A limited number of dewormers — and active ingredients — are available on the market, which is why it’s important for veterinarians and cattle producers to know how each product works and how these products can best be utilized.
“Dewormers interfere with the parasite’s bodily function at the cellular level, and by disrupting that cellular function, they cause paralysis and death,” said Mike Nichols, DVM, Boehringer Ingelheim. “Producers are often encouraged to rotate parasite-control products in order to improve efficacy and enhance herd performance.”
The challenge is that you may think you’re using different dewormers, but in reality, you may not be. Macrocyclic lactones and benzimidazoles are the two general categories, or classes, of deworming products on the market, each having different chemical structures.
Benzimidazoles are white wormers that are typically administered orally. These short-acting products are generally very effective against adult worms and other intestinal parasites, but have little residual killing power.
Macrocyclic lactones have a longer duration of activity against a much broader range of parasite stages than benzimidazoles. These dewormers are available in both pour-on and injectable formulations.
“It’s important to remember that there are multiple active ingredients within each class, all of which use the same mode of action to eliminate parasites,” emphasized Dr. Nichols. “By administering a parasiticide from the opposite class, producers can take advantage of an alternative mode of action to improve deworming efficacy.”
Monitoring effectiveness of treatment can help you determine if and when using a different class of products is necessary. By performing a fecal egg count reduction test, producers can assess the effectiveness of products being used. Your herd veterinarian can advise you on the proper method and assist you with conducting the test for the most accurate results.
Barrett Franz of Bay City, Texas, is a commercial cow-calf producer with several operations along the Gulf Coast. When asked about his single best piece of advice for other cattle producers looking to improve their parasite-control programs, he explained the importance of taking fecal samples.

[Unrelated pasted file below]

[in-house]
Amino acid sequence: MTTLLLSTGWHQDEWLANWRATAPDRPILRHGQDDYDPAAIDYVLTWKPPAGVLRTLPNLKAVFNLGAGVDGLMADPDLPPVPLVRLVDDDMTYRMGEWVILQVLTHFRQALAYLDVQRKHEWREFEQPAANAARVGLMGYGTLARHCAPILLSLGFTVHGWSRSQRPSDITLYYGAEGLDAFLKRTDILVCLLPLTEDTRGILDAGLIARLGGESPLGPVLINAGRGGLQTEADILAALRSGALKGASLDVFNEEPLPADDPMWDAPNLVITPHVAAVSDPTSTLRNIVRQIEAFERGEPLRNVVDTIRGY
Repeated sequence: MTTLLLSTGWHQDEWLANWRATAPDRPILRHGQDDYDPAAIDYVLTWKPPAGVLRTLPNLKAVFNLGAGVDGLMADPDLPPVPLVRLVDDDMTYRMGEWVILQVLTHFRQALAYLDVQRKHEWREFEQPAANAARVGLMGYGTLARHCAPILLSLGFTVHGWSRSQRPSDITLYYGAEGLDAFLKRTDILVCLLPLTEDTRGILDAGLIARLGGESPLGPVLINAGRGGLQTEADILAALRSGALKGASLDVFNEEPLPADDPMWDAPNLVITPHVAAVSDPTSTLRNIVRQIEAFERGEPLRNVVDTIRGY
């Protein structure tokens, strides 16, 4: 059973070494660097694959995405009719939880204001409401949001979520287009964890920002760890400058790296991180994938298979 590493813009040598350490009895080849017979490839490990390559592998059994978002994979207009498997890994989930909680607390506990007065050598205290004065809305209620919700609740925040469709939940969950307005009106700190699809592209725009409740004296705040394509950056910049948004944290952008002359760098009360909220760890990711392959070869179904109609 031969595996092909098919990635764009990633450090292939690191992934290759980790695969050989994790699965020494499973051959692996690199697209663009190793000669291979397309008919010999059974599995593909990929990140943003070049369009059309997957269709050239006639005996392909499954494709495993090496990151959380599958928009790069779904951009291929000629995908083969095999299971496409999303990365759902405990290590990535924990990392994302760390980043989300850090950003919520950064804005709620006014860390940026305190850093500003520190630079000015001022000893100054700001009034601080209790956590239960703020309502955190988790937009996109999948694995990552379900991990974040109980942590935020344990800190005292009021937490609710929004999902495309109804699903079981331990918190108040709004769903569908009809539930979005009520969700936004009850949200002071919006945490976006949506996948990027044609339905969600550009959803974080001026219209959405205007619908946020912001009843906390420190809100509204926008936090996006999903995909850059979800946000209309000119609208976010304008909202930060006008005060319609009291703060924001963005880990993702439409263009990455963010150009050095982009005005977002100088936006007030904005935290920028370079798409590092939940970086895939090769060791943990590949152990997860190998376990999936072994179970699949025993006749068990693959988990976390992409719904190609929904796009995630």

“If you’re not fecal-sampling your cattle prior to deworming, you’re just guessing your herd is infested with parasites, when that may not be the case,” said Franz. “We’ve gone out and taken fecal samples before, only to find out there weren’t any parasites.”
When conducting a fecal egg count or a fecal egg count reduction test, it’s also important to determine the predominant worm species present in the herd.
Concomitant therapy, a multi-pronged approach, allows veterinarians and their clients to kill a greater percentage of the parasites present in their cattle herd.
“By incorporating both macrocyclic lactones and benzimidazoles into a parasite-control program, thus utilizing two different modes of action, we can kill a larger spectrum of parasites within the herd, and more effectively reduce the risk of them developing resistance on any given pasture,” said Dr. Nichols.
When his previous supply of dewormer ran out, Franz worked with his local veterinarian to identify an alternative deworming program, which included implementing concomitant therapy.
“Utilizing an injectable dewormer with a white wormer on our calves really paid off,” said Franz. “This practice allowed us to get our fecal egg counts literally down to zero.”
Every producer’s situation is unique; no two herds are the same, and neither are their parasite burdens. With a well-planned, strategic deworming program, cattle can be better positioned to achieve increased milk production, improved feed and reproductive efficiencies, and develop stronger immune systems to fight off other diseases.